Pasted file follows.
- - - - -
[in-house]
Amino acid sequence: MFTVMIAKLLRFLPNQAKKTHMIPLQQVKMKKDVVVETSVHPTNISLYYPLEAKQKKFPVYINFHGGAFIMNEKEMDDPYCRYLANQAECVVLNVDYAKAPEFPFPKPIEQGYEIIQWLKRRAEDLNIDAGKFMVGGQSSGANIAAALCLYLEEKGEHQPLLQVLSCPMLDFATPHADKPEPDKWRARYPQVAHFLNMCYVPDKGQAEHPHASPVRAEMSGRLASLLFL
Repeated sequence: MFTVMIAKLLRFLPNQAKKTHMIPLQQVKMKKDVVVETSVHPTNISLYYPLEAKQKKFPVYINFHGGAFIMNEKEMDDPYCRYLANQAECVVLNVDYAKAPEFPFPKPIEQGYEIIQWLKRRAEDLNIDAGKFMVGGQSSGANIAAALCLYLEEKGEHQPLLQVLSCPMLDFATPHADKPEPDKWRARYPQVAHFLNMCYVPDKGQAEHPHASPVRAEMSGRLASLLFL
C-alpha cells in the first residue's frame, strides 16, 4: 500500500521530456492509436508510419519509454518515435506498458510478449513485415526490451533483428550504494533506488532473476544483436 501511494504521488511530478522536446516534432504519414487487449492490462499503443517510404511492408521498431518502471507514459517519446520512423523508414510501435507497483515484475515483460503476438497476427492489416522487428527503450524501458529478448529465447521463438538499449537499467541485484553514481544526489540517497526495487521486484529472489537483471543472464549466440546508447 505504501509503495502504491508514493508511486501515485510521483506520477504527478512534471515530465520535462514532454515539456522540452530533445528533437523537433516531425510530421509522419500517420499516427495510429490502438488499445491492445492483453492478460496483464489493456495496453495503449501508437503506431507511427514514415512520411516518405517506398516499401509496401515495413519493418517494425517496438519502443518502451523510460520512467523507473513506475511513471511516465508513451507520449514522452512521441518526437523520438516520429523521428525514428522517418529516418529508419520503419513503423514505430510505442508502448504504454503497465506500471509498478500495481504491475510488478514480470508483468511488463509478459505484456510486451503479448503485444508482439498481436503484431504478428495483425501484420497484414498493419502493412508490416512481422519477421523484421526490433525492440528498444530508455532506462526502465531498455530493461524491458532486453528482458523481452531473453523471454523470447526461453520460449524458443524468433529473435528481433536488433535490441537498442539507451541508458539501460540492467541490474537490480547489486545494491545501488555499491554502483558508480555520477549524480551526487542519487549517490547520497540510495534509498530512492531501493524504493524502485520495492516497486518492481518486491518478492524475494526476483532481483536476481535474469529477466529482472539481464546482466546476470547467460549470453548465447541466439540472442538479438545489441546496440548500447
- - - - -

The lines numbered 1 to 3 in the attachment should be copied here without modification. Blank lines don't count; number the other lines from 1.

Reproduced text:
[in-house]
Amino acid sequence: MFTVMIAKLLRFLPNQAKKTHMIPLQQVKMKKDVVVETSVHPTNISLYYPLEAKQKKFPVYINFHGGAFIMNEKEMDDPYCRYLANQAECVVLNVDYAKAPEFPFPKPIEQGYEIIQWLKRRAEDLNIDAGKFMVGGQSSGANIAAALCLYLEEKGEHQPLLQVLSCPMLDFATPHADKPEPDKWRARYPQVAHFLNMCYVPDKGQAEHPHASPVRAEMSGRLASLLFL
Repeated sequence: MFTVMIAKLLRFLPNQAKKTHMIPLQQVKMKKDVVVETSVHPTNISLYYPLEAKQKKFPVYINFHGGAFIMNEKEMDDPYCRYLANQAECVVLNVDYAKAPEFPFPKPIEQGYEIIQWLKRRAEDLNIDAGKFMVGGQSSGANIAAALCLYLEEKGEHQPLLQVLSCPMLDFATPHADKPEPDKWRARYPQVAHFLNMCYVPDKGQAEHPHASPVRAEMSGRLASLLFL